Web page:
Russian roulette in Winnipeg’s drug scene

Steps you can take to avoid fentanyl

Alex Georgeson believes that an overdose kit containing naloxone saved his life after he overdosed on a drug laced with fentanyl.

Photo by Keeley Braunstein-Black

Winnipeggers who use drugs or know anyone who does have cause for concern. 

Fentanyl is a relatively new drug in Winnipeg and is already one of the most dangerous drugs on the street. The opioid has been found by police and paramedics throughout Winnipeg in powder and pill form and on LSD-like paper blotter tabs. 

This means opioid users aren’t the only ones in danger – those illegally purchasing acid, MDMA, ecstasy, meth and cocaine are also at risk. 

Put into perspective, morphine is 10 times more potent than heroin. Fentanyl is 100 times stronger than morphine. Likewise, carfentanil, a form of fentanyl meant for sedating large animals like elephants, is 100 times stronger than fentanyl and has also been found on Winnipeg’s streets.

When someone consumes an opioid, such as fentanyl, the drug binds to opioid receptor sites in the brain. These receptor sites are also responsible for triggering respiration. When a person’s carbon dioxide and oxygen levels are unbalanced, these receptors tell the brain to breathe. 

When too many opioids bind to these sites, the brain can’t communicate that it needs oxygen, which is why opioid overdoses are so dangerous. They can easily lead to brain damage or death.

Alex Georgeson knows all too well the dangers of fentanyl. In 2015, Georgeson accidently overdosed on fentanyl when the drug dealer who sold it to him lied about what it was. 

“I woke up on life support. It was one of the worst experiences of my life,” Georgeson says.

Georgeson warns of fentanyl ‘hotspots.’ About two grains of pure fentanyl can cause an overdose. Dealers who are aware of its potency will often cut it with another substance. 

Unfortunately, dealers don’t always cut the drug evenly, so sometimes a hotspot can occur where fentanyl is more highly concentrated in one specific area.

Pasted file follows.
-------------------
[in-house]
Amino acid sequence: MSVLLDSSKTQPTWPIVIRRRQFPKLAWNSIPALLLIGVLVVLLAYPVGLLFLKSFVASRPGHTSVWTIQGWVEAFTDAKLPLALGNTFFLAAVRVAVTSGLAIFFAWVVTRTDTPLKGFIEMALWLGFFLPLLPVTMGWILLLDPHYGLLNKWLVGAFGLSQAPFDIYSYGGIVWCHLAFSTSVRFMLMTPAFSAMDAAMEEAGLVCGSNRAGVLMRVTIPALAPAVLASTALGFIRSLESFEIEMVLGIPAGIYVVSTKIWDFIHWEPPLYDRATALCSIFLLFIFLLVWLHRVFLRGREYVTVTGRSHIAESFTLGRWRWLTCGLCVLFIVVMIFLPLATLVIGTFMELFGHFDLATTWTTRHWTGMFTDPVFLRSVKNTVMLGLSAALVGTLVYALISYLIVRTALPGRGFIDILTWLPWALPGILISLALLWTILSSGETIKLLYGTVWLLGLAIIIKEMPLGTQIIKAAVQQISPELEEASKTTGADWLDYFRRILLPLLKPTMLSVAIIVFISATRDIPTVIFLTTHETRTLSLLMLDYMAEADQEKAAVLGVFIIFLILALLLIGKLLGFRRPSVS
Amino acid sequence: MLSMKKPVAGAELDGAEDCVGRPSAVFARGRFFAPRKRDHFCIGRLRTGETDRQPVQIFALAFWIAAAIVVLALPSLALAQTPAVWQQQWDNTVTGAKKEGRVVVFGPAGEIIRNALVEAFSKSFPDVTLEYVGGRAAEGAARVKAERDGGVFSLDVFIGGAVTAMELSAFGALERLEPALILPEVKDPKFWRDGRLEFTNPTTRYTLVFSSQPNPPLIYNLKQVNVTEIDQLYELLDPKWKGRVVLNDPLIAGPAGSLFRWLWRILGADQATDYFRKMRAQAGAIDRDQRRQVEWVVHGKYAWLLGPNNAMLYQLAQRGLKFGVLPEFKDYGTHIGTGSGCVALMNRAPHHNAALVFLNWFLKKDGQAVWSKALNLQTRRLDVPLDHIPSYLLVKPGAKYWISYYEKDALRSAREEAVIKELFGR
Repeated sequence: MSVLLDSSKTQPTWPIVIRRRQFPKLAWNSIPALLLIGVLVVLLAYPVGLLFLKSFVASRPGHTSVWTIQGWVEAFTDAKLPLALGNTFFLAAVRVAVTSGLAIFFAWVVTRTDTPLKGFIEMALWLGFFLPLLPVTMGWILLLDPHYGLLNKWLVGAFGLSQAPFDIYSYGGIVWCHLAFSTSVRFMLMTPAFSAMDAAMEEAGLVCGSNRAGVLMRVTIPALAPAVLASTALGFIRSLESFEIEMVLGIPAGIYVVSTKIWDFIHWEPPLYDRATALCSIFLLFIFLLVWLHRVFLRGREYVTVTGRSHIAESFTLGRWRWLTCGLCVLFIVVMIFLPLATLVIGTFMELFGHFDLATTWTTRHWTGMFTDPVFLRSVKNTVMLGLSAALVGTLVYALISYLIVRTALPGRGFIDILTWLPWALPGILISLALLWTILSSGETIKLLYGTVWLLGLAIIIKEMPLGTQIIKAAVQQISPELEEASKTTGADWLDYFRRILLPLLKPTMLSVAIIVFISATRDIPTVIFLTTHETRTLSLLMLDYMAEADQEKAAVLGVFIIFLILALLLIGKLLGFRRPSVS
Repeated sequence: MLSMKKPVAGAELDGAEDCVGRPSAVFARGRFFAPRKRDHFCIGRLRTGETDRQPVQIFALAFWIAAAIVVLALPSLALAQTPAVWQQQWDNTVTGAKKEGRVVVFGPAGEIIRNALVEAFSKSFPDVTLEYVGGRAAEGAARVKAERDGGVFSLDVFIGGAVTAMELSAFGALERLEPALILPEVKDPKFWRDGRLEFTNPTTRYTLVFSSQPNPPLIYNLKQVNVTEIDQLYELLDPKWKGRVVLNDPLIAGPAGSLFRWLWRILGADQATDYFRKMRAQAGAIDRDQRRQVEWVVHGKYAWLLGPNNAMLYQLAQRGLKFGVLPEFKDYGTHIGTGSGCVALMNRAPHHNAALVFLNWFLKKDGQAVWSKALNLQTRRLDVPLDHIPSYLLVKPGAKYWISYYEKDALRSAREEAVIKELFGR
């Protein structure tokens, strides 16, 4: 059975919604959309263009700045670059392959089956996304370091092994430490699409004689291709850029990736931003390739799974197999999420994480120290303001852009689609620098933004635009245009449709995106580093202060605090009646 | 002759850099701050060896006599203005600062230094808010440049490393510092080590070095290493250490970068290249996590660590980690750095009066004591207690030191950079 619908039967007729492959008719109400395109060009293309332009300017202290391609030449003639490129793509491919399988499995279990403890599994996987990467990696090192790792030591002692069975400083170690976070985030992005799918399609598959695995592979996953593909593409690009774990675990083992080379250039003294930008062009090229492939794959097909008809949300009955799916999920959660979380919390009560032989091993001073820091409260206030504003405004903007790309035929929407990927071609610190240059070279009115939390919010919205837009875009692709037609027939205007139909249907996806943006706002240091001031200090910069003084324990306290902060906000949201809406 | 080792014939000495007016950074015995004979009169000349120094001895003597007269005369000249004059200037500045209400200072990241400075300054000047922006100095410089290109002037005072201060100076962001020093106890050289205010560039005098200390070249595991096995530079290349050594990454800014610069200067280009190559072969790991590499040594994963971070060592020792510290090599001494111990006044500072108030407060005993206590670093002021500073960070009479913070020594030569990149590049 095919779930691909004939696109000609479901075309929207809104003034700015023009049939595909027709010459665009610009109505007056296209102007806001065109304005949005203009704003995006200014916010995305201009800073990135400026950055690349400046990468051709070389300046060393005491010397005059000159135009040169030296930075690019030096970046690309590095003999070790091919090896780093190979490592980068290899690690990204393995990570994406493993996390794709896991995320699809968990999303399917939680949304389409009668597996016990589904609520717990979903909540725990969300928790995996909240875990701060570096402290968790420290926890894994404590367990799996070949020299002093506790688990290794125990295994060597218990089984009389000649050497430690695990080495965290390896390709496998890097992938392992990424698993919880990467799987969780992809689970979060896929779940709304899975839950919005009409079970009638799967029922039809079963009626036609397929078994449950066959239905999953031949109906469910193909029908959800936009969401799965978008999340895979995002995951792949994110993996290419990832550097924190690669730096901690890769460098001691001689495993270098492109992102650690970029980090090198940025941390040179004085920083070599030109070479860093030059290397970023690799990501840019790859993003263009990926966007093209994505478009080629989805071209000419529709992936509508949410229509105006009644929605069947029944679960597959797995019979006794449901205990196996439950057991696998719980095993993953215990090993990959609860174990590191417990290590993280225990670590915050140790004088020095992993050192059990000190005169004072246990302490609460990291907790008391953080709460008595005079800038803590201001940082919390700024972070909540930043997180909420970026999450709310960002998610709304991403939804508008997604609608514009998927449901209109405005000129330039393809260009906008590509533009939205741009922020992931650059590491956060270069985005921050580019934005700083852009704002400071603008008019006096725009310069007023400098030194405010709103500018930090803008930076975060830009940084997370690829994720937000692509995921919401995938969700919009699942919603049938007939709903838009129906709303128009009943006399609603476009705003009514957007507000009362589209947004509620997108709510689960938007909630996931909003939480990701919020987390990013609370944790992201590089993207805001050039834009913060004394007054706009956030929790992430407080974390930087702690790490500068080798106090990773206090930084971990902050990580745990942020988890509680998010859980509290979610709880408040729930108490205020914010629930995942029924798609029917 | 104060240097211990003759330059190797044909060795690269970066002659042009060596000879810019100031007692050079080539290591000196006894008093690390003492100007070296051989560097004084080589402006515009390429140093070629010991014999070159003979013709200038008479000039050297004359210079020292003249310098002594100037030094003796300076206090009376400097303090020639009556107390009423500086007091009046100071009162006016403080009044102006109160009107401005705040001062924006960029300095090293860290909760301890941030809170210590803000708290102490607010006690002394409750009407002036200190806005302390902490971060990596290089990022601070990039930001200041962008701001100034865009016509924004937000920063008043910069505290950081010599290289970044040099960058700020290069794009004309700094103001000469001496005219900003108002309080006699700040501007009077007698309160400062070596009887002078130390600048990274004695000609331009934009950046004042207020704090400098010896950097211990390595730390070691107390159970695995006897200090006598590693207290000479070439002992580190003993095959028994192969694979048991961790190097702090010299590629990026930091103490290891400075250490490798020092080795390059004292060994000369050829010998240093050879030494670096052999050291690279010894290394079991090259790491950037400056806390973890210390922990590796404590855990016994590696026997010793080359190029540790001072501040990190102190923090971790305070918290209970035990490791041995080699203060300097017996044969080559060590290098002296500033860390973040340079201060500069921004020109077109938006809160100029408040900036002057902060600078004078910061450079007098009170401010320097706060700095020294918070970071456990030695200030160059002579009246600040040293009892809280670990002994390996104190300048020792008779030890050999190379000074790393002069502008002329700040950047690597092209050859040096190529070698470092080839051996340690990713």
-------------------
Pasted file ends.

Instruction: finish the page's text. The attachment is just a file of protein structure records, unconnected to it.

“It’s like Russian roulette,” Georgeson says. “Even if you test it out before and are smart about it, (you can still overdose). That’s the scary part about it.”

Between Jan. 1, 2015 and Nov. 15, 2015, the Winnipeg Fire Paramedic Service and Winnipeg Police Service (WPS) responded to 96 cases involving fentanyl.  

Shelley Marshall, a clinical nurse specialist at the Winnipeg Regional Health Authority (WRHA), believes the pervasiveness of fentanyl in Winnipeg is much higher than these 2015 numbers would suggest, based on the anecdotal evidence of people she encounters every day.

“We don’t even know how big it is, but I think it’s way bigger than we’re hearing,” Marshall says. “People come in here and say ‘aww man, so many of my friends...’ I think a lot of stuff is not hitting the news … it’s just that nobody has actually calculated the scope.”

Overdose kits containing naloxone are available from Street Connections.

Marshall helps run Street Connections, a harm-reduction program that provides free naloxone kits to those who are most likely to use and need them. Naloxone is a drug that reverses opioid overdoses. It works because it has a higher affinity for the same receptor sites as opioids and so it replaces the opioids, allowing breathing to resume.

Since Jan. 1, 2016, Street Connections has provided 133 kits, and 11 of them have been reported to reverse an overdose. Nearly half of these overdoses involved fentanyl (four fentanyl, one carfentanil). Of these 11 reversed overdoses, three affected people were between the ages of 19 and 31, and one was between the ages of 12 and 18.

Marshall says early warning signs of an opioid overdose could include pinpoint pupils, blue lips and fingernail beds, paleness, drowsiness, depressed breathing and unconsciousness. 

In Georgeson’s case he took all the necessary precautions someone should take to use drugs safely, and yet that still wasn’t enough. Before taking the drug, Georgeson did a tester shot, where he smoked half of a hit. He also shared it with his friends, who seemed to be fine. After he saw that they were okay, he put about 0.03 of a gram into a needle and injected it.

In his daze, Georgeson wandered away from his friends. In nothing but a T-shirt, Georgeson passed out in an alleyway on a cold November night. Paramedics found him three hours later.

“At that point, I had developed hypothermia, and the fentanyl had shut down most [of] my organs … including my liver, lungs and heart,” Georgeson says. He believes it was most likely naloxone that saved his life.

Although Georgeson suffered permanent brain damage, he considers himself incredibly lucky. Since the overdose, Georgeson feels he has been scared straight and says he has been sober for a year. He plans to become a welder but is first working toward getting his GED.

Free naloxone kits can be picked up from Street Connections at 496 Hargrave St. between 8:30 a.m. and 4:30 p.m. also has an interactive map that shows which pharmacies supply naloxone kits for purchase.

Shelley Marshall, a clinical nurse specialist at the Winnipeg Regional Health Authority (WRHA) suggests these tips for being safe when taking drugs:

•Most importantly, know your source; 
•Get a free naloxone kit from Street Connections; 
•If you’re with other people, don’t all use at the same time (have a spotter); 
•Do not use alone; 
•Do a tester shot (a smaller dose of the drug) first; 
•If you’re at a festival, know where your first responders are. 

Published in Volume 71, Number 9 of The Uniter (November 3, 2016)

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